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Workforce Trends – “Japan Braces for ‘Unprecedented’ Aging Society”

Posted on June 25, 2007
Filed Under Asia, Global Staffing Perspectives, Recruitment Industry | 3 Comments

The most vivid depiction of how demographics will impose manpower shortages I have read to date.

Japan will become an “unprecedented” society of old people by mid-century at current birthrates, the government warned Friday, forcing the country to think about persuading retired people back into work.

In an annual report on aging, the government forecast that two in every five people will be 65 or older by 2055 if the trends of a low birthrate and high life-expectancy continue.

“Japan is likely to become an unprecedented aging society like no other country in the world has ever experienced,” the document said.

It urged people to “review their fixed ideas and change their mindsets to see elderly people as precious manpower who support an aging society.”

The government has struggled to persuade Japanese to produce more children, with many young people finding families a burden on their lifestyles or careers.

The trend spells a future crisis, with a smaller working population having to support a mass of elderly. Japan has rejected large-scale immigration.

Japan has already surpassed Italy as having the world’s oldest population, and in 2006 people aged 65 or older accounted for a record 20.8 percent of the population of 127.77 million.

The ratio of elderly people is expected to increase to 40.5 percent of the population in 2055, the report said.

Japan has a retirement age of 60, but nearly two-thirds of men between the ages of 65 and 69 are keeping their jobs. The percentage of women in the same age range holding jobs was much lower at 28.5 percent.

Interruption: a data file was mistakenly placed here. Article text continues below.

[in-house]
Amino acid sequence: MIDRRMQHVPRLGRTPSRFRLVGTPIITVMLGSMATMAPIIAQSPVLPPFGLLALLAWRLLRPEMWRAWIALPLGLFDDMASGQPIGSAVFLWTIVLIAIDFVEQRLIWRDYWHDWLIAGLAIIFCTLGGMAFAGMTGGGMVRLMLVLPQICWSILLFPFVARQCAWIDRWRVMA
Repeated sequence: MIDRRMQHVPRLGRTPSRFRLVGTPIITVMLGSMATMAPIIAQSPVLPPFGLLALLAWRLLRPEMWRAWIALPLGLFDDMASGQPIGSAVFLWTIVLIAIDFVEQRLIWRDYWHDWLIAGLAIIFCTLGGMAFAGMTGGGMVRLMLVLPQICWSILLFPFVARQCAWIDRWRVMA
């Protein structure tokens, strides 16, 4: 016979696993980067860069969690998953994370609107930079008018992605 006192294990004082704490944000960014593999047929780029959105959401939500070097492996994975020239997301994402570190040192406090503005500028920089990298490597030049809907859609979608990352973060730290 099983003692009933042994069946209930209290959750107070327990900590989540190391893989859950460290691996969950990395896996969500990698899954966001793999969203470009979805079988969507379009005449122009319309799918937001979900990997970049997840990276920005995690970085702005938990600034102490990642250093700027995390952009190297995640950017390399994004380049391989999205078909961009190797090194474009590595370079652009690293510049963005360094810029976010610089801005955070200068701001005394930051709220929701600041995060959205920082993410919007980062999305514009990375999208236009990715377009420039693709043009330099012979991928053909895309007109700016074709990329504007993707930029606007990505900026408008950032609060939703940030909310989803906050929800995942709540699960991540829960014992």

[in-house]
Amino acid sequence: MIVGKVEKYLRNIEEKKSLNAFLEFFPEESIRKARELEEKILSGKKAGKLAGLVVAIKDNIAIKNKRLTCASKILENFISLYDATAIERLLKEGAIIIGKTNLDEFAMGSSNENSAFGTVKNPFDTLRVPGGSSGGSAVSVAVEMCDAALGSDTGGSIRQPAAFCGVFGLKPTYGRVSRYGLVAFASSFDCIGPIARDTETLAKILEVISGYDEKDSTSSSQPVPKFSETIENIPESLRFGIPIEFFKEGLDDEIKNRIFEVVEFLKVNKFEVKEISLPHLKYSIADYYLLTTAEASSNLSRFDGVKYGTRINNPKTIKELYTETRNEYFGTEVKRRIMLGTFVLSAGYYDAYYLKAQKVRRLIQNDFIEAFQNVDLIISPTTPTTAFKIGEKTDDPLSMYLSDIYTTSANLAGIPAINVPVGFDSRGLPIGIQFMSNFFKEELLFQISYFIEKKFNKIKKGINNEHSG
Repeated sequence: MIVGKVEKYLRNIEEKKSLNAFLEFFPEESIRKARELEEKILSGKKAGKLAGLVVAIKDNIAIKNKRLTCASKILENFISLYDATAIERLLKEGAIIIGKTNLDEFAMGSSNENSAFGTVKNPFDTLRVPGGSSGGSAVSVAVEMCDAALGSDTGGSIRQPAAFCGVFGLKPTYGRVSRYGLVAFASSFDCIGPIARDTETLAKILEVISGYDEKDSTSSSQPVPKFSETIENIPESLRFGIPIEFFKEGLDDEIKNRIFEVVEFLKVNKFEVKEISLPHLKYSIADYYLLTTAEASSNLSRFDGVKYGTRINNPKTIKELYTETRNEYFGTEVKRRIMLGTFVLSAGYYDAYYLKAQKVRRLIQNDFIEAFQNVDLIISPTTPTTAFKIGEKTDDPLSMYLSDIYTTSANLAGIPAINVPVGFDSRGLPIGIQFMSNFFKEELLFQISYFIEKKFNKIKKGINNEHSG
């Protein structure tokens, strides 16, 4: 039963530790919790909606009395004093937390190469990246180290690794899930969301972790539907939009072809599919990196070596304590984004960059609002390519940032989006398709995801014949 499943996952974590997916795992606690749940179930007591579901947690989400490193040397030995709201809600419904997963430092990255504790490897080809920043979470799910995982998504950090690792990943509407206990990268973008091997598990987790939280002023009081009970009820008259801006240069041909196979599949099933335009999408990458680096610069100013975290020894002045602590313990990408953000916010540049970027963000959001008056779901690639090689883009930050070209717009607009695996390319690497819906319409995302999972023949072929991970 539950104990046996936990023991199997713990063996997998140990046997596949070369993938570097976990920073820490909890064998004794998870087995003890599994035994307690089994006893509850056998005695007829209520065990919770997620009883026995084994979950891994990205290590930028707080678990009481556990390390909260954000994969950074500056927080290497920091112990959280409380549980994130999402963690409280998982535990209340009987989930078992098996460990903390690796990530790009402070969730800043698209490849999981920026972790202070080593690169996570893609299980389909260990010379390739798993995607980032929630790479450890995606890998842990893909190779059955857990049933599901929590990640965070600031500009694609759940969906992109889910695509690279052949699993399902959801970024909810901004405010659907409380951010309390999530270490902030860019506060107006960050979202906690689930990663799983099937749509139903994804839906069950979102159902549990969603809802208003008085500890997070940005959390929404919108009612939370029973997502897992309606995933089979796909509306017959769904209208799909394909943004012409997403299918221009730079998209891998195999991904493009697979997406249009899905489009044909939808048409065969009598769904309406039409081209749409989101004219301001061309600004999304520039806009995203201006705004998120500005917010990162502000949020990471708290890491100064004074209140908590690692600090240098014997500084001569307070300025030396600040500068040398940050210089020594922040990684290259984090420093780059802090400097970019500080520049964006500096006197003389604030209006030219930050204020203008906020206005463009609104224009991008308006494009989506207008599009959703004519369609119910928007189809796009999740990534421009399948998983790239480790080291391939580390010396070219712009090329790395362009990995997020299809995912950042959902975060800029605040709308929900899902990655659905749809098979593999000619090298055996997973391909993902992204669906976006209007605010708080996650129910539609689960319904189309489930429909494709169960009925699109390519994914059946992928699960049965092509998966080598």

“Many elderly people have strong desire to participate in social activities in their communities, but those desires are not always realised,” it added.

“If they have time, elderly people can be put to use to support families and people who need help, which will reduce the shortage of manpower and curb elderly people’s isolation from society.”

It recommended the expansion of consultation services set up in some communities that assist elderly people who are looking to stay active.

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3 Responses to “Workforce Trends – “Japan Braces for ‘Unprecedented’ Aging Society””

  1. Carol Marttini on June 26th, 2007 11:12 am

    Hi Dave,
    First thanks for a great newsletter. There was an article on aging in Japan that I just received that, with your permission, I would like to send to my clients with your name and contact points in the credits.

    Would that be possible?
    Carol Marttini

  2. Gary Bremermann on June 28th, 2007 10:32 pm

    Hi Dave,

    The reality on the ground here in Japan is that age discrimination is rampant and talented and qualified professionals are denied opportunities simply because of their age.

    Generally, those in their 50s are often considered “too old” for skilled professional jobs and job-seekers in that age bracket face an uphill battle. It is sad to see super-talented people with so much value to offer struggle in the face of this discrimation.

    For low-skilled entry level jobs there will inevitably be less resistance towards utilizing older workers, but there is also a need for people here to ““review their fixed ideas and change their mindsets” about ageism across the board so that skilled professionals can have access to opportunities based on their abilities and not on their age.

    Thanks for sharing this great article!


    Gary Bremermann
    Tokyo, Japan

  3. Alvaro on July 21st, 2007 10:00 pm

    Dave, great post on a topic of growing importance.

    You may enjoy the article Ten Important Truths About Aging just published in The Complete Lawyer,, and co-authored by renowned neuroscientist Dr. Elkhonon Goldberg and myself:

    – Aging Means Lifelong Development, Not Automatic Decline
    – Some Skills Improve With Age
    – Some Skills Need To Be Continuously Nurtured And Trained
    – Not All Instances Of Forgetting Are Of Equal Concern
    – We Are In Control, To A Large Extent
    – There Are Four “Pillars Of Brain Health”
    – Cross-Training Our Brains Builds Up Cognitive Reserve
    – Computer-Based Brain Exercise Programs Can Help
    – Embrace “Good” Stress; Eliminate “Bad” Stress
    – Retirement Is Overrated